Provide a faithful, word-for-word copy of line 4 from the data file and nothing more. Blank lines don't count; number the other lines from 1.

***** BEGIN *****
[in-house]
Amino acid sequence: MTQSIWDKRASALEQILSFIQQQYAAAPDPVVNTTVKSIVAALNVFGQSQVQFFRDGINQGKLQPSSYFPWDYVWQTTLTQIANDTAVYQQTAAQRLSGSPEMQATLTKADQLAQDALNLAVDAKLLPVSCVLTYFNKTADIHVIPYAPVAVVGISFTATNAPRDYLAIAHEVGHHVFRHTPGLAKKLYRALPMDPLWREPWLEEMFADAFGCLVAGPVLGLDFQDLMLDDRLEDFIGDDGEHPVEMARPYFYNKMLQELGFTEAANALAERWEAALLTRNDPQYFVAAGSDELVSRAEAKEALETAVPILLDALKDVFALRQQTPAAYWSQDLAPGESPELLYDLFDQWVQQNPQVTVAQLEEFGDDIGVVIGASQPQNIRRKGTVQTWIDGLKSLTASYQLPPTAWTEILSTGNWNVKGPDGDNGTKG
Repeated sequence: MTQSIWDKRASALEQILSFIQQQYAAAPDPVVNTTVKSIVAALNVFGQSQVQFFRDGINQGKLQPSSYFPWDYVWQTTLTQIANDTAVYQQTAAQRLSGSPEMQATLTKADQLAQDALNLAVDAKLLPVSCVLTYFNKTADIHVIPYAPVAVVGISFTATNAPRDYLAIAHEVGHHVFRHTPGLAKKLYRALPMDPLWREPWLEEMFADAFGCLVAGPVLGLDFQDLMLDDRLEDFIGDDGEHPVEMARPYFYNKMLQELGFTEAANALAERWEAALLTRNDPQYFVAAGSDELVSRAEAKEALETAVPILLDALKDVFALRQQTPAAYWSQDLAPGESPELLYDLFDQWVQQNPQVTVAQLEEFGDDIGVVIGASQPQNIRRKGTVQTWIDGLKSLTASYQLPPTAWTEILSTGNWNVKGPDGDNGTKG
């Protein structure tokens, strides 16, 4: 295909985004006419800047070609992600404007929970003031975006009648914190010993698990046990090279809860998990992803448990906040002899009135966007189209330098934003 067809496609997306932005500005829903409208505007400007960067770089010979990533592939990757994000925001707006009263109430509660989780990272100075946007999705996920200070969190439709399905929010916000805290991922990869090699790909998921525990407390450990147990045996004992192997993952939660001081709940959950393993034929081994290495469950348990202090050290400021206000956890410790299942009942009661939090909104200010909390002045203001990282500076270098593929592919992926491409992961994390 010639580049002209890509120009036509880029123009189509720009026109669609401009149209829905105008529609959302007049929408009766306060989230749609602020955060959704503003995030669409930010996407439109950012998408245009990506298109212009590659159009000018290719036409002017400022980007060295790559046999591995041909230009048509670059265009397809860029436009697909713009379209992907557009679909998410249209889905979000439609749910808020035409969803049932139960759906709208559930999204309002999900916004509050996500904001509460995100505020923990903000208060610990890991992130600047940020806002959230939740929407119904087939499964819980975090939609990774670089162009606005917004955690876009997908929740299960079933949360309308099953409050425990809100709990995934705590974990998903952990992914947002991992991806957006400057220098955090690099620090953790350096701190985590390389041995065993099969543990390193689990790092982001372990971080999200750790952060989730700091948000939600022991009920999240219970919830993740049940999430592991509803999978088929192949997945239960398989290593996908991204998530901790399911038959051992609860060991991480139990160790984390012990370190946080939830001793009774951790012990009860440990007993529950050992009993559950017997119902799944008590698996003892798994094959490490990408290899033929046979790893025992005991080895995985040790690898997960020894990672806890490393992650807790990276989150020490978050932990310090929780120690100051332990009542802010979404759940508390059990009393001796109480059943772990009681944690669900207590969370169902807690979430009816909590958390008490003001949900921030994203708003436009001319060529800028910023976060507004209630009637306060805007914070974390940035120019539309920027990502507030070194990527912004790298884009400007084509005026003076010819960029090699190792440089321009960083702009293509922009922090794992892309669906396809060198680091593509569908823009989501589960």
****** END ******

């Protein structure tokens, strides 16, 4: 295909985004006419800047070609992600404007929970003031975006009648914190010993698990046990090279809860998990992803448990906040002899009135966007189209330098934003 067809496609997306932005500005829903409208505007400007960067770089010979990533592939990757994000925001707006009263109430509660989780990272100075946007999705996920200070969190439709399905929010916000805290991922990869090699790909998921525990407390450990147990045996004992192997993952939660001081709940959950393993034929081994290495469950348990202090050290400021206000956890410790299942009942009661939090909104200010909390002045203001990282500076270098593929592919992926491409992961994390 010639580049002209890509120009036509880029123009189509720009026109669609401009149209829905105008529609959302007049929408009766306060989230749609602020955060959704503003995030669409930010996407439109950012998408245009990506298109212009590659159009000018290719036409002017400022980007060295790559046999591995041909230009048509670059265009397809860029436009697909713009379209992907557009679909998410249209889905979000439609749910808020035409969803049932139960759906709208559930999204309002999900916004509050996500904001509460995100505020923990903000208060610990890991992130600047940020806002959230939740929407119904087939499964819980975090939609990774670089162009606005917004955690876009997908929740299960079933949360309308099953409050425990809100709990995934705590974990998903952990992914947002991992991806957006400057220098955090690099620090953790350096701190985590390389041995065993099969543990390193689990790092982001372990971080999200750790952060989730700091948000939600022991009920999240219970919830993740049940999430592991509803999978088929192949997945239960398989290593996908991204998530901790399911038959051992609860060991991480139990160790984390012990370190946080939830001793009774951790012990009860440990007993529950050992009993559950017997119902799944008590698996003892798994094959490490990408290899033929046979790893025992005991080895995985040790690898997960020894990672806890490393992650807790990276989150020490978050932990310090929780120690100051332990009542802010979404759940508390059990009393001796109480059943772990009681944690669900207590969370169902807690979430009816909590958390008490003001949900921030994203708003436009001319060529800028910023976060507004209630009637306060805007914070974390940035120019539309920027990502507030070194990527912004790298884009400007084509005026003076010819960029090699190792440089321009960083702009293509922009922090794992892309669906396809060198680091593509569908823009989501589960």